Deng et al. [22] developed a multilinear model for the backbone curve of the nonlinear rotation-moment behavior. The authors proposed an empirical relationship correlating the rotational stiffness to the mobilized moment of soil–structure systems governed by the rotation-moment relationship. Hakhamaneshi et al. [23] studied the effects of shape and embedment depth on rocking performance of shallow foundations from results of a series of centrifuge model tests. They found that the permanent settlement cannot be exclusively correlated to the shape and contact area ratio of the foundation as other factors like rotation amplitude and embedment may affect appreciably. In a recent study, a comprehensive database of soil–structure systems subjected to a controlled low frequency lateral cyclic displacement was assembled using a dynamic nonlinear elastic-perfect plastic finite element (FE) model by Fathi et al. [9]. The nonlinear elastic perfect plastic behavior was employed for the supporting geomaterials using a coded subroutine through an iterative process. The assembled database included a wide range of stiffness values for the geomaterials and different dimensions for the structure system. They concluded that the foundation located on the stiffer materials is more susceptible to lose its contact with the underneath soil. The authors also indicated that the triggered input-energy is dissipated more when the foundation is more in contact with the soil system at a certain rotation amplitude. One contribution of these predictions is to provide some guidance in the earthquake geotechnical design codes.

The rotational stiffness, moment capacity and dissipation of energy of a soil–structure system can be assessed attentively by observing the type of geomaterials, evaluating the amplitude of rotation applied to the superstructure, and estimating rocking responses of a foundation (i.e., contact width, permanent displacement, uplift, etc.) through experimental and numerical works. Inappropriately, these specific means of assessment become ineffective and cost-intensive in terms of time, energy, and expense for assessing the input parameters and computational effort for the appropriate application of design codes. Thus, the predictive models have been evolved to forecast the above-mentioned performance indicators of soil–structure systems. Conventional regression analysis has been of interest to many researchers for development of predictive functions in the geotechnical context [22, 24, 25, 26, 27, 28, 29, 30, 31]. Soft computing techniques have also been used for prediction of SSI effects in general, and rocking responses in particular. One example is the use of the Artificial Neural Network (ANN) for prediction of the overturning failure of a rigid block subjected to cyclic loading. Gerolymos et al. [32] implemented numerical and analytical solutions for a rigid block subjected to rocking oscillations. They stated that the ANN analysis was in a good agreement with the results obtained from the closed-form solutions to forecast the overturning failure of a rigid block.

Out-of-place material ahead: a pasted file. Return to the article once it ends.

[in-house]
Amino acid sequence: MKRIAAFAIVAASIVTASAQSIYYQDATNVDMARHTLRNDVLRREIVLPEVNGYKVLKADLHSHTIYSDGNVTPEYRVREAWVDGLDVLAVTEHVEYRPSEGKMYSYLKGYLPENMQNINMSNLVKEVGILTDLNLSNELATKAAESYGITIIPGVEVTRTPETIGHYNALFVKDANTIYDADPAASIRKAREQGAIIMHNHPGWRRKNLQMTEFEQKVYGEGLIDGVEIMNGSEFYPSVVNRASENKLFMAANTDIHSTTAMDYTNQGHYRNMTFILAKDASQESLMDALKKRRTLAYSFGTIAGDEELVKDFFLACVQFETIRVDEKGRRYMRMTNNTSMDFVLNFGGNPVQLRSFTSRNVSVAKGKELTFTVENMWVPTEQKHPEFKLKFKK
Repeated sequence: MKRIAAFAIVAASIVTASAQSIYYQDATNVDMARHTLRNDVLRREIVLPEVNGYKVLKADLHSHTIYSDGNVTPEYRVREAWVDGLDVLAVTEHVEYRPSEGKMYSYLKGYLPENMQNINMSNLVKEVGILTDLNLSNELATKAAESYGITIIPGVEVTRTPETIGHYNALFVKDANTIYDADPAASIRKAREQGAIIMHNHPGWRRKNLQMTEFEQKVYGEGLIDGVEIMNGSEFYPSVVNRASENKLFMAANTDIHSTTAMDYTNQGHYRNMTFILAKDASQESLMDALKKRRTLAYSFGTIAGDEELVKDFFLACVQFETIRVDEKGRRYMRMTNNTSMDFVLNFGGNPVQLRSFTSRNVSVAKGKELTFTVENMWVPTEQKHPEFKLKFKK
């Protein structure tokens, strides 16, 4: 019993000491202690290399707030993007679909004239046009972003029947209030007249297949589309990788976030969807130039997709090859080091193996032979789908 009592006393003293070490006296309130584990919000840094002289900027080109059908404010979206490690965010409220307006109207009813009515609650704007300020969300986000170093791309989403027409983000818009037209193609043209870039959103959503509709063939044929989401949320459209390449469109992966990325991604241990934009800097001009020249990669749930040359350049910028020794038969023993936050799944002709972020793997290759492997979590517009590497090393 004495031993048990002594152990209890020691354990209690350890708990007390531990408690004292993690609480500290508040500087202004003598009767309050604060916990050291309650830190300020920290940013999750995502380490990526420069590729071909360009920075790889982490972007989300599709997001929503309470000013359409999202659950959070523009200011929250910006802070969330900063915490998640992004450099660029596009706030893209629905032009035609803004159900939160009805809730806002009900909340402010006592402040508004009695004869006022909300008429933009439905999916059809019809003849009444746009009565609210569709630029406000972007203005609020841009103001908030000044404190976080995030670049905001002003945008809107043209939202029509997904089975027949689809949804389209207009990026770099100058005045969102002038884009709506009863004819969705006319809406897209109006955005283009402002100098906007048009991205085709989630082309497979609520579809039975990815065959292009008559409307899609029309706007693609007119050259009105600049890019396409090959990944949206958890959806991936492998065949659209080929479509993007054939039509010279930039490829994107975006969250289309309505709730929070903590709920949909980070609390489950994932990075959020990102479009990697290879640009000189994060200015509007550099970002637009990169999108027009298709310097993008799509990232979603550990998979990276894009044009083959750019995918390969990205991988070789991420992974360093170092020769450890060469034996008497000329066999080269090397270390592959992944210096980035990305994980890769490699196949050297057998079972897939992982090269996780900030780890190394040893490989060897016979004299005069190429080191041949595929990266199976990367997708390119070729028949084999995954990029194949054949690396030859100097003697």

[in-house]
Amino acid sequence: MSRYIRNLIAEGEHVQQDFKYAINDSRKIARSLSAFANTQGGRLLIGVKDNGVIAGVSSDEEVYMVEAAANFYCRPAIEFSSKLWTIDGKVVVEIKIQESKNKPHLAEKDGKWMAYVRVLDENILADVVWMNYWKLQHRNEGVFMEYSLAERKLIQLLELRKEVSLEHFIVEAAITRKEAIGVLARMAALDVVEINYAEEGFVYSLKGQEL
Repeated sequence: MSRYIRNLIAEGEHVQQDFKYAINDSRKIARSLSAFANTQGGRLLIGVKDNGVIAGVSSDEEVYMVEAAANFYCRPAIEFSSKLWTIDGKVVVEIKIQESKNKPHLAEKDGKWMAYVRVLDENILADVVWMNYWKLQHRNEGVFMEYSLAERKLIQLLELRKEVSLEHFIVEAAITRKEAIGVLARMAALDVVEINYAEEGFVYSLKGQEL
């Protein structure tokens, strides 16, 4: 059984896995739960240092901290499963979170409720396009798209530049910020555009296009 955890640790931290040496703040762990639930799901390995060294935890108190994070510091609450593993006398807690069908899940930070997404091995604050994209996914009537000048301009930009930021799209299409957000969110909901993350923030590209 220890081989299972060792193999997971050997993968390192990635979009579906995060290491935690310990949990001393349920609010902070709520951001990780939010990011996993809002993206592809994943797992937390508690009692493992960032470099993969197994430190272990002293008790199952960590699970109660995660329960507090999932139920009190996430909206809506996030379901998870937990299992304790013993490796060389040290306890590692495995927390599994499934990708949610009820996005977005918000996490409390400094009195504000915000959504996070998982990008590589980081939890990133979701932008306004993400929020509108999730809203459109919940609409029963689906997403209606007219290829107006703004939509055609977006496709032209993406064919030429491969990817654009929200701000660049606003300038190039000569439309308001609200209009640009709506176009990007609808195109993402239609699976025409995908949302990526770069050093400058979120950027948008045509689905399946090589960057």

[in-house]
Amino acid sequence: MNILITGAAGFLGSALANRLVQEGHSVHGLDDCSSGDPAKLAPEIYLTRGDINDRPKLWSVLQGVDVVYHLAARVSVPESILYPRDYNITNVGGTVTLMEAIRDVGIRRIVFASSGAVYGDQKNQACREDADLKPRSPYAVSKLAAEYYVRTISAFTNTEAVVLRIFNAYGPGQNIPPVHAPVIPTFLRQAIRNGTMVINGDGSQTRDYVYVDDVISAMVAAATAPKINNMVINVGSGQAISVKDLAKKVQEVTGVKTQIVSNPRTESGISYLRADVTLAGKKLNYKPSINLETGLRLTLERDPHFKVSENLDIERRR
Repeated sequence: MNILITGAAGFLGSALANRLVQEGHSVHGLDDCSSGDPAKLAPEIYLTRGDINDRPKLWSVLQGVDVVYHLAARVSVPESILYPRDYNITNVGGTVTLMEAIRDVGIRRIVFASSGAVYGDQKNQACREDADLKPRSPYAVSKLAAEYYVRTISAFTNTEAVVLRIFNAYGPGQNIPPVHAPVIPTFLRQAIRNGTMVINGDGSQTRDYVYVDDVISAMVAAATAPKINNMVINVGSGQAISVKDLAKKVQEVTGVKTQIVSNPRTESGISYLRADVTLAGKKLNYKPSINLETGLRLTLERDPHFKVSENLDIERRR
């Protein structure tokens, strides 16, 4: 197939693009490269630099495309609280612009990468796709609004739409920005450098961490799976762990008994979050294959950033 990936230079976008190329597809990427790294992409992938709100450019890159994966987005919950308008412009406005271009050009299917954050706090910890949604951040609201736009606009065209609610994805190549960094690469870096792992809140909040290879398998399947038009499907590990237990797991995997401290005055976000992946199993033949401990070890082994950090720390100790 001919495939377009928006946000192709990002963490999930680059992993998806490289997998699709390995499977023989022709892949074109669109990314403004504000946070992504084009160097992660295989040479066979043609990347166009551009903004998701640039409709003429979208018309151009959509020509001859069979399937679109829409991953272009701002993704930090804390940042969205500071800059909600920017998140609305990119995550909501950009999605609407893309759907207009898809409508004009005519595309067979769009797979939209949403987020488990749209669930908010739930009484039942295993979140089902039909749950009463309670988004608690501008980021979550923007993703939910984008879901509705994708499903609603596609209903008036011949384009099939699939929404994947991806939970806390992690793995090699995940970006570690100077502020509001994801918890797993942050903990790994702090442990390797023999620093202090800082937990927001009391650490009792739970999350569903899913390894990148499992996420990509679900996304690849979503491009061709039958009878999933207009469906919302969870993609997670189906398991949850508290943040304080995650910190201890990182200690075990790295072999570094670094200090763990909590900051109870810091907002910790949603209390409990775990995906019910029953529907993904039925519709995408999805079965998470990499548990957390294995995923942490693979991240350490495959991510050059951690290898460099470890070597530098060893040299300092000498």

Many studies have been carried out in several earthquake geotechnical related problems in the recent years. A prediction of resonant frequencies and amplitudes of deep foundations for both horizontal and rocking motion was implemented by Das et al. [33] remarked that ANN rocking prediction models were successful in developing the dynamic soil–pile interaction on the nonlinear response under coupled vibration. Later, Shahin [34] developed a prediction model for the load-settlement response of steel driven piles subjected to cyclic loading deploying Recurrent Neural Networks (RNNs). In addition to ANN, extensive practice of fuzzy logic algorithms can be found in the literature to predict shallow foundations responses under static and dynamic loading as reported in [35, 36, 37]. The combination of ANN and Fuzzy system known as Neuro-Fuzzy also refines the results of any prediction. By combining ANN and Fuzzy methods, Adaptive Neuro-Fuzzy Inference Systems (ANFIS) can be derived. This system uses both the ability of Fuzzy Inference Systems for manipulating the imprecise data and the powerful characteristic of ANN for learning [38, 39]. One example of which is the prediction of the liquefaction-induced lateral spreading using ANFIS successfully implemented by Haeri et al. [40]. One of the drawbacks of the aforementioned learning models is that an easy-to-implement function may not be achieved since these learning algorithms are incompetent to evolve the final product in the form of mathematical equations.